Hasina coming only for cricket but will run into Mamata thrice
It is far more than a game, this cricket.
Cricket chronicler Sir John Frederick Neville Cardus’s sage remark sums up the mood in Dhaka hours before the first pink ball is bowled at the Eden Gardens on Friday.
Bangladesh Prime Minister Sheikh Hasina is flying to Calcutta with a delegation of cabinet ministers and senior officials to watch the first day-and-night Test in India. “She is going to Calcutta only for the cricket…. There is nothing more to it,” said an official in the Prime Minister’s Office in Dhaka.
Hasina and Bengal chief minister Mamata Banerjee will formally flag off the Test between India and Bangladesh on Friday.
A day before Hasina’s 12-hour visit to Calcutta, Mamata said she would meet the Bangladesh Premier thrice — once in the afternoon while ringing the bell at the Eden, then at her hotel room and again at the stadium during a cultural programme at the end of the day’s play.
“We in Bengal love Sheikh Hasina…. I will meet her twice at the Eden and also pay her a courtesy visit at 6 in the evening at her hotel,” Mamata said on Thursday.
Sources at Nabanna and the Bangladesh deputy high commission in Calcutta said that around half an hour had been earmarked for the one-to-one meeting at the hotel.
Although Mamata has spelt out that it will be a courtesy call, the evening rendezvous at the hotel could add another dimension to Hasina’s visit.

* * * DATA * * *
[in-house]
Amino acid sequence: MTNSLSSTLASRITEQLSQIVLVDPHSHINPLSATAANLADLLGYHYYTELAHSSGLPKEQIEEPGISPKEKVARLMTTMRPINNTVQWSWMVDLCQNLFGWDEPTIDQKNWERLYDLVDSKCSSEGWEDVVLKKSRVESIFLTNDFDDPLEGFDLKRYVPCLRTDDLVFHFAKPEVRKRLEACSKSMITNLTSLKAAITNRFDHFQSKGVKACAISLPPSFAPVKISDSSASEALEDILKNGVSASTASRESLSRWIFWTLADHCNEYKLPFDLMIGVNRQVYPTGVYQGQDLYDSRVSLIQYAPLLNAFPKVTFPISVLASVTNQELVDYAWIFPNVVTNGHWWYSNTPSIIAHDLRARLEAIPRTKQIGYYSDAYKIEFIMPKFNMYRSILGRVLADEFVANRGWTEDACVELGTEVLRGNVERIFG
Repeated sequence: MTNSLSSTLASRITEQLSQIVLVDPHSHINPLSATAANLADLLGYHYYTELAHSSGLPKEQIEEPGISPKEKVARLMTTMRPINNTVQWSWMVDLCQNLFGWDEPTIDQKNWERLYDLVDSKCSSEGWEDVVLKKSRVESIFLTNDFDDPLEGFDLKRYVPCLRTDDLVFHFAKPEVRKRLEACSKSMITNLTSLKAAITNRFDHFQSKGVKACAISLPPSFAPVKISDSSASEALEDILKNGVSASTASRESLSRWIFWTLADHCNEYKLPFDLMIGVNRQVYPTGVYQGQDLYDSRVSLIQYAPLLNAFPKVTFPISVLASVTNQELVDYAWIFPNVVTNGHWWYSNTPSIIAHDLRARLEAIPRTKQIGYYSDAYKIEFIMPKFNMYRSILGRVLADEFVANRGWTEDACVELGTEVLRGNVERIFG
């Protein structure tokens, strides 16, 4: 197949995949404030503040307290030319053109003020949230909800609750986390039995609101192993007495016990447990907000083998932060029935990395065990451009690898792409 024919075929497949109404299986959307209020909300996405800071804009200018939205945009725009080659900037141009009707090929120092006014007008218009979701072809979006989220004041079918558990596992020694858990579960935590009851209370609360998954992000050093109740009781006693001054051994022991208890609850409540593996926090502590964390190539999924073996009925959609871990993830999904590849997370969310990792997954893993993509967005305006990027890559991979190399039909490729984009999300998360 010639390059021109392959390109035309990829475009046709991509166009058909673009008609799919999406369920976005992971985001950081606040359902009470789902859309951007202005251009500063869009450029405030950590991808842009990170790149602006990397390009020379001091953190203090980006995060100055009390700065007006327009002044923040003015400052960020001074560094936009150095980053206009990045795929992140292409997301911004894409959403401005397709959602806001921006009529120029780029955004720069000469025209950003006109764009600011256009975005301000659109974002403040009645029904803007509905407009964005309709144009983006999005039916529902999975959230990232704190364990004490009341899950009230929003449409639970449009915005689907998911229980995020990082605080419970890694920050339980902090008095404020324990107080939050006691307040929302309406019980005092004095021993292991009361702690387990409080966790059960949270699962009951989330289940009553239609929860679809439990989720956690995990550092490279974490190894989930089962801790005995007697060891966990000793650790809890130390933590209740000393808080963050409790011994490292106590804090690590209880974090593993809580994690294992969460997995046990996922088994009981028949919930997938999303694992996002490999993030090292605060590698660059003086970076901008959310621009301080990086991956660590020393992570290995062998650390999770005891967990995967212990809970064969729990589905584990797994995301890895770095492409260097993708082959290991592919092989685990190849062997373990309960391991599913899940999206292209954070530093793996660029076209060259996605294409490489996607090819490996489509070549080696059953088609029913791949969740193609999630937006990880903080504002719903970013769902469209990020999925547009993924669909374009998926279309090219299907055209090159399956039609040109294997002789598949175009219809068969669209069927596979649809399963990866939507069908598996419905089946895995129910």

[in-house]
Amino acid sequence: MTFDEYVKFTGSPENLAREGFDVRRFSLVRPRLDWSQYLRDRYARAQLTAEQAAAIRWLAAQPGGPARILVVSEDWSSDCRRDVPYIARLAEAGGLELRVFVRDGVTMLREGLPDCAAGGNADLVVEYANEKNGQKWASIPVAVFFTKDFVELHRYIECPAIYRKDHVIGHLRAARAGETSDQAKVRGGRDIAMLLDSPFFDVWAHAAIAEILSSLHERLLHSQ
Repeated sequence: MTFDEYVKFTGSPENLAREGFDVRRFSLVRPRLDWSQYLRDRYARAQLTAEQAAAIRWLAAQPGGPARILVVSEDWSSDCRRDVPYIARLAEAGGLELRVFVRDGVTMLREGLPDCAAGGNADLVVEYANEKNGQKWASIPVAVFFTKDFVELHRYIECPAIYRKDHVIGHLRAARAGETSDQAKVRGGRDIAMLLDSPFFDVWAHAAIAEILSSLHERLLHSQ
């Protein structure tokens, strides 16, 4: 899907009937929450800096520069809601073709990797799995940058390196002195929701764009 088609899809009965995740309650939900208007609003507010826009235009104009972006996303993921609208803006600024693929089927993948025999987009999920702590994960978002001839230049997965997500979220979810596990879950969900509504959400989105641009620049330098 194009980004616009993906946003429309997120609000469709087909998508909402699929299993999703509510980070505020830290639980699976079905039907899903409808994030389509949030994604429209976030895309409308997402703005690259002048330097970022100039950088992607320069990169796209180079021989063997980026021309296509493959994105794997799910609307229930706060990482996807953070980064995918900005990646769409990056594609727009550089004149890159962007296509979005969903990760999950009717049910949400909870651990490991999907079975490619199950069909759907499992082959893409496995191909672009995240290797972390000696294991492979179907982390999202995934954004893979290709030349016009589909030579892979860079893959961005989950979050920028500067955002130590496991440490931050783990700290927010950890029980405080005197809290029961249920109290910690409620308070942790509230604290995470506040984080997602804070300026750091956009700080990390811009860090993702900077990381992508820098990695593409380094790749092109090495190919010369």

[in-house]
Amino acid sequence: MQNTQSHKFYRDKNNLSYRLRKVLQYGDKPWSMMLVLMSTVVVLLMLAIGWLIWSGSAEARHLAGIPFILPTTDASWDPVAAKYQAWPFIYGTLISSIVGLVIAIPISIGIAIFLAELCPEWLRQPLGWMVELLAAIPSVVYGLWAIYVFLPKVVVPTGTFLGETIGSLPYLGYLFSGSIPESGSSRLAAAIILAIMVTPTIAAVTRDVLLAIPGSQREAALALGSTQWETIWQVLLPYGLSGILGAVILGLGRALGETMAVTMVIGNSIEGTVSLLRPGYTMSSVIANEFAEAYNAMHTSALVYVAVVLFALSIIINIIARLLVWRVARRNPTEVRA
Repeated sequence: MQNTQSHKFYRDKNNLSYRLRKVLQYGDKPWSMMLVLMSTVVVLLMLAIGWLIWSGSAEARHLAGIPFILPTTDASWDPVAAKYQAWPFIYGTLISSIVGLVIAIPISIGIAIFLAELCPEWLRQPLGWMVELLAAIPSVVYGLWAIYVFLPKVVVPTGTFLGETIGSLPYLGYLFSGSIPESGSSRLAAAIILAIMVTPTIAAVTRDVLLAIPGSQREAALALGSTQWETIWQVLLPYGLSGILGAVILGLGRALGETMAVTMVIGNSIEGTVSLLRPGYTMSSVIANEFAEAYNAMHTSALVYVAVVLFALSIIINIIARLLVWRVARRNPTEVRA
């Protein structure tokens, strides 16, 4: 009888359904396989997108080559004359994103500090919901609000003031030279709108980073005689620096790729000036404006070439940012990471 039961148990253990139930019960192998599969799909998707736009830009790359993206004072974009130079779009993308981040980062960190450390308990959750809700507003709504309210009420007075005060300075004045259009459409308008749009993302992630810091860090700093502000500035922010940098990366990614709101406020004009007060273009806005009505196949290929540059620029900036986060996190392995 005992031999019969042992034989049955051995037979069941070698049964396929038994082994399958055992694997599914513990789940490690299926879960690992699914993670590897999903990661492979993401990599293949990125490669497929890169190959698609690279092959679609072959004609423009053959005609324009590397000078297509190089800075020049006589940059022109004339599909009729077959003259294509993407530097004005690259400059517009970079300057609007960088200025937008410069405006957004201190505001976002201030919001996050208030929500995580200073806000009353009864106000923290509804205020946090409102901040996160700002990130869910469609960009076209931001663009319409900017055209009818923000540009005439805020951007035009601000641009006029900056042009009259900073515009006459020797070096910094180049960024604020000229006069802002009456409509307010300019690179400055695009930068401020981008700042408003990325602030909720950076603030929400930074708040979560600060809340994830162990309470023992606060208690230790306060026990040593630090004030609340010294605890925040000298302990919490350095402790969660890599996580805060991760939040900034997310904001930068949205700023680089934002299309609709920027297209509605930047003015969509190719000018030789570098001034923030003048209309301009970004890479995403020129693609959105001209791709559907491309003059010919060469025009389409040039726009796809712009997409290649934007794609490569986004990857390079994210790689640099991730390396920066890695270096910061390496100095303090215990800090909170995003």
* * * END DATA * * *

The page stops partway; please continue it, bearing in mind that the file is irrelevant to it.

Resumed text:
Hasina is carrying special gifts for “the Didi and the Dada” of Bengal: Panjabi pyjamas and sweets for BCCI president Sourav Ganguly who has invited her, and sweets and sari for Mamata.
The two leaders from two sides of the border have known each other for years. Hasina had been the first international caller to wish Mamata on her electoral victory in 2011.
The bonhomie, however, suffered a setback a few months later in September when the newly appointed Bengal chief minister pulled out of a trip to Bangladesh, citing her opposition to the Teesta water-sharing deal then Prime Minister Manmohan Singh was to sign with Hasina in Dhaka.
Since then, the pact has become the elephant in the room in India-Bangladesh bilateral relations.
That no one wants to talk about it became clear when Hasina, while announcing her plan to visit Calcutta on Ganguly’s invitation, made it clear that there was no point “mixing Teesta with cricket”.
Diplomats on either side repeated the same line, asked whether the visit could play a role in resolving the impasse.
They may be right, but there is little doubt that Hasina — often accused of sacrificing her country’s interests before India — desperately wants the deal to come through. Delhi too is keen to see the deal through as it would silence Hasina’s critics in Bangladesh.
Hasina had arrived in Delhi on October 3 amid great expectations in Bangladesh about some progress on the Teesta water-sharing agreement, but the deal eluded Dhaka.
A source in Dhaka said that as no one knew whether Mamata would rethink her opposition to sharing the Teesta waters — in July the chief minister had told the Assembly there wasn’t enough water in the Himalayan river — efforts were afoot to de-link Teesta from the latest visit as Hasina could not risk another disappointment back home.
“But knowing our Prime Minister, there is little doubt that she would broach the issue with Mamata whenever they meet one to one,” the source said.
If Mamata concedes or at least mellows her stand, perhaps Hasina’s legacy would doff its hat to the great Cardus, who had also said: “We remember not the scores and the results in after years; it is the men who remain in our minds, in our imagination.”